Another event with a 50th anniversary is the Kent State tragedy. The response at CMU was remarkably peaceful. Read our recent blog post full of memories from those who were there.

Archivist Rising

In addition to the official CMU Libraries blogs, one faculty member maintains a personal one. Archivist Marian Matyn has been an active blogger for over ten years. She posts on a broad range of archival topics, and frequently passes along information from professional organizations as well as posts of interest to the students in her HIST 583 Archival Administration course. Catch up with her latest musings at Archivist Rising.

Clarke Work During Quarantine

Although the doors to the Clarke are closed during quarantine, daily work continues behind the scenes by staff at remote sites. Reference services are tough to provide without access to the physical collection, but virtual reference is provided via access to digitized information sources. When possible, orders for images from digitized Clarke collections are fulfilled with previously digitized files. Important work transcribing letters from Clarke's collection of poet John Greenleaf Whittier is ongoing, with the goal of eventually posting them online.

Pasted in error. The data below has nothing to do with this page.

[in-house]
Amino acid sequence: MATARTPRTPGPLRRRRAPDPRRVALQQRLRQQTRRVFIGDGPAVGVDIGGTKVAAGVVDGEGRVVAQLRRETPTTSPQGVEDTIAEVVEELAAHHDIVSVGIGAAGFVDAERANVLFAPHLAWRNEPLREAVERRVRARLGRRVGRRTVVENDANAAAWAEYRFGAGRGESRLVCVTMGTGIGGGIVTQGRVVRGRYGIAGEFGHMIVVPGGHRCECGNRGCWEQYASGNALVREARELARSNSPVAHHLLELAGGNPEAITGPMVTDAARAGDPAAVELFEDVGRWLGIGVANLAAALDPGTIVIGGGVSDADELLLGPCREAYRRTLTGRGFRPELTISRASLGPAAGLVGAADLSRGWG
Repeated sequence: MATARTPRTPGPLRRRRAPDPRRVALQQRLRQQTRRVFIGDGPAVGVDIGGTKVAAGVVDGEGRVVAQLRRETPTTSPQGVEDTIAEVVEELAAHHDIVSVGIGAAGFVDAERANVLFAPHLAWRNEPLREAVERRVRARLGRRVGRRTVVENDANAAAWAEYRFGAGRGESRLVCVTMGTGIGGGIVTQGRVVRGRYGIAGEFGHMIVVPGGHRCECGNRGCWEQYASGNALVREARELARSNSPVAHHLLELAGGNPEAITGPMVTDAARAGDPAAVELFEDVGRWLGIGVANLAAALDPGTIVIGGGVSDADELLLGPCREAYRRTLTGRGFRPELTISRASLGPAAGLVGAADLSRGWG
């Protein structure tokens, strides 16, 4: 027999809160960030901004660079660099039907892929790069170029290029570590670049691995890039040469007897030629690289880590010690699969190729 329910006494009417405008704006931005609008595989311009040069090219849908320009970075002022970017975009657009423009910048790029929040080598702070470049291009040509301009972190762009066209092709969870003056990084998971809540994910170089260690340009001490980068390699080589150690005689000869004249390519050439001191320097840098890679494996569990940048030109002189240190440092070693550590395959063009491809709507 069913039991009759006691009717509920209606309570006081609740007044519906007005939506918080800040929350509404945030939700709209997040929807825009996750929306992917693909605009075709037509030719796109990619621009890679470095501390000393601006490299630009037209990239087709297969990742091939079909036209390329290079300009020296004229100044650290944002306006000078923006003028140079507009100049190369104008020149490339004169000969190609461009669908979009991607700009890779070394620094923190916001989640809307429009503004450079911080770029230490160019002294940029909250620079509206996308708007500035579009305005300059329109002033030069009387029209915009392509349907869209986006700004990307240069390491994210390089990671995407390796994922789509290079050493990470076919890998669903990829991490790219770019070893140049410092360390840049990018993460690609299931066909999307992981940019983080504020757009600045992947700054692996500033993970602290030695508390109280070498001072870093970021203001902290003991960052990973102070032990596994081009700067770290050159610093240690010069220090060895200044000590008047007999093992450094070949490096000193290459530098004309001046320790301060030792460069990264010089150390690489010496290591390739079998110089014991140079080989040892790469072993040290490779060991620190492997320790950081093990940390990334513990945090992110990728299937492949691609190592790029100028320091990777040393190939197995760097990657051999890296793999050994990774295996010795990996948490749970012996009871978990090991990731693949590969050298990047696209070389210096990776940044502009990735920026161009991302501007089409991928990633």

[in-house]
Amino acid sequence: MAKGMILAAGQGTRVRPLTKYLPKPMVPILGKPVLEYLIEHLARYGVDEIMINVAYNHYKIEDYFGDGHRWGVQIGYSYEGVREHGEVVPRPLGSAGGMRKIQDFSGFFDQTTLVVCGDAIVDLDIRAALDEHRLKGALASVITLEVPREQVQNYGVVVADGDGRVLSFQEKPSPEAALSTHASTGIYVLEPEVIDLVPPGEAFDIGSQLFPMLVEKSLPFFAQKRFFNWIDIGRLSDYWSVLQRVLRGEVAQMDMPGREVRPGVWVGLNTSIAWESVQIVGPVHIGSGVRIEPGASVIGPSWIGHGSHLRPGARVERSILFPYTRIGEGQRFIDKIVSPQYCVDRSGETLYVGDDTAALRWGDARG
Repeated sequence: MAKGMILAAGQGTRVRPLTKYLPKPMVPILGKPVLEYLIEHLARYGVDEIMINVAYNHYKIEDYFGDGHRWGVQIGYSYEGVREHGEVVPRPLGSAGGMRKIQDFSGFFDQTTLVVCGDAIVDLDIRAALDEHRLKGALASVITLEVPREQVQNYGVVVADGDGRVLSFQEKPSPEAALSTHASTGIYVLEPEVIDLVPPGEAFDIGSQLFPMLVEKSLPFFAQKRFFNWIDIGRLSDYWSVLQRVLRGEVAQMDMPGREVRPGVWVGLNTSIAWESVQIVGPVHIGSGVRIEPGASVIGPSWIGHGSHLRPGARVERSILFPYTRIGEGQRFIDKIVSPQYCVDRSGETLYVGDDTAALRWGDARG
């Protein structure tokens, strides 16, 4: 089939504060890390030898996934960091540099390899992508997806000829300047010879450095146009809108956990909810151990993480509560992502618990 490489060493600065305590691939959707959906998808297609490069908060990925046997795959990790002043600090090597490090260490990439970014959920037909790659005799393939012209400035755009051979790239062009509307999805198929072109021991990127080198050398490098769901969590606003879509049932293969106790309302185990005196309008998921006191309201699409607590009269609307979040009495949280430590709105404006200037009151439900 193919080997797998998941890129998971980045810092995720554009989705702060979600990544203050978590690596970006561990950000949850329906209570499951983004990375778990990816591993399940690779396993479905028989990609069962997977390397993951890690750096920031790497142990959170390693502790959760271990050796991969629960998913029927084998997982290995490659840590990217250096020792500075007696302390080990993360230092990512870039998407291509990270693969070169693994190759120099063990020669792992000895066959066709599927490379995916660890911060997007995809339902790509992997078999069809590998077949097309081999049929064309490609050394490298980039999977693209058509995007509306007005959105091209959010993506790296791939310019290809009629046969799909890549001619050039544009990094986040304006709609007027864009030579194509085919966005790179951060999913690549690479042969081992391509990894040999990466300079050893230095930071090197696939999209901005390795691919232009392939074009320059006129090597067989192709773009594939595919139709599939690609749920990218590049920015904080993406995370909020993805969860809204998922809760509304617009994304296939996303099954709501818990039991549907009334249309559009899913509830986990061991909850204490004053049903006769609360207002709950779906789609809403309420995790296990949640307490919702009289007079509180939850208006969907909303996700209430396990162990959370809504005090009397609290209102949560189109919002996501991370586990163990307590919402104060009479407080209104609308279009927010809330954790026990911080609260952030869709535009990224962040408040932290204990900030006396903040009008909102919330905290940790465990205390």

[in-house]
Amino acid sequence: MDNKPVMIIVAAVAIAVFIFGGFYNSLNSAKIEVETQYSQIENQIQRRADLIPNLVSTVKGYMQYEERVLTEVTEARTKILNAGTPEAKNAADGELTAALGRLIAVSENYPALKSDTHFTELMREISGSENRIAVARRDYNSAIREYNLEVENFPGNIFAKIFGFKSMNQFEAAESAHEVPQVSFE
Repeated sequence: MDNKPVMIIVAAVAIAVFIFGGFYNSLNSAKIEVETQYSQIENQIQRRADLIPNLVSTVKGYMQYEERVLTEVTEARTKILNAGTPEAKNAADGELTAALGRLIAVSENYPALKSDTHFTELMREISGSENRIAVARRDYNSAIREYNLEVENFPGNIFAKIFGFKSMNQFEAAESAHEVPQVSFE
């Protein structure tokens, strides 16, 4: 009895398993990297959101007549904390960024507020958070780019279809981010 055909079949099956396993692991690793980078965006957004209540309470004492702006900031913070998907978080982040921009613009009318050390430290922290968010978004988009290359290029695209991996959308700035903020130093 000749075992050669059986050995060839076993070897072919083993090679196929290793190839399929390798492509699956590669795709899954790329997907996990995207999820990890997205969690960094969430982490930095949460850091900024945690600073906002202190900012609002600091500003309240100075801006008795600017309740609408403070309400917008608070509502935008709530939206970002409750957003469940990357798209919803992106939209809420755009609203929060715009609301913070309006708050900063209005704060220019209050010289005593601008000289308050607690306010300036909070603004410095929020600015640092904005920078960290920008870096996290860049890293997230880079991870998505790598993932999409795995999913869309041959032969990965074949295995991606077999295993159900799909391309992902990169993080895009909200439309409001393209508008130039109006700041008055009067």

Administrative and cataloging procedure manuals are being updated. In cataloging, records are being created for uploading into the online catalog, making material discoverable in the future. Our archivists continue their work with university electronic records and records management. Work on existing projects such as electronic encoded finding aids continues while new initiatives such as documenting the impact of the CMU's response to COVID-19 have been taken on. Newspaper microfilming has come to a halt during the quarantine, but digitizing work on previously scanned reels continues unabated. Work with digitization customers throughout Michigan and vendors in three countries continues remotely. During the quarantine, Clarke's social media presence has been enhanced by videos providing quick bursts of fun from the current Clarke exhibition about pop-up books.

Michigan Historical Calendar

Within the Clarke web site is a page that singles out notable facts from our state's history. By month and date! Pick any date or simply click on "today" to reveal facts both significant and small that, taken together, reveal the growth of our state across the centuries. What is the date that Mackinac Island becomes part of the US? September 1, 1796. Michigan statehood? January 26, 1837. First state to have a border to border interstate highway? Michigan on February 1, 1967 with the completion of I-94. Find the hidden facts behind our state's story on the Historical Dates in Michigan's History page.

Growth of Michigan Newspaper Database Continues

This month the DigMichNews database grew with the addition of newspapers from the Van Buren County community of Paw Paw. The collection includes full runs of the Courier Leader (1969-2018), Courier-Northerner (1920-1968) and True Northerner ( 1873-1920), with shorter runs of various other titles dating as far back as 1853. With this addition a milestone was reached. DigMichNews now hosts over a half million pages of historical Michigan newspapers.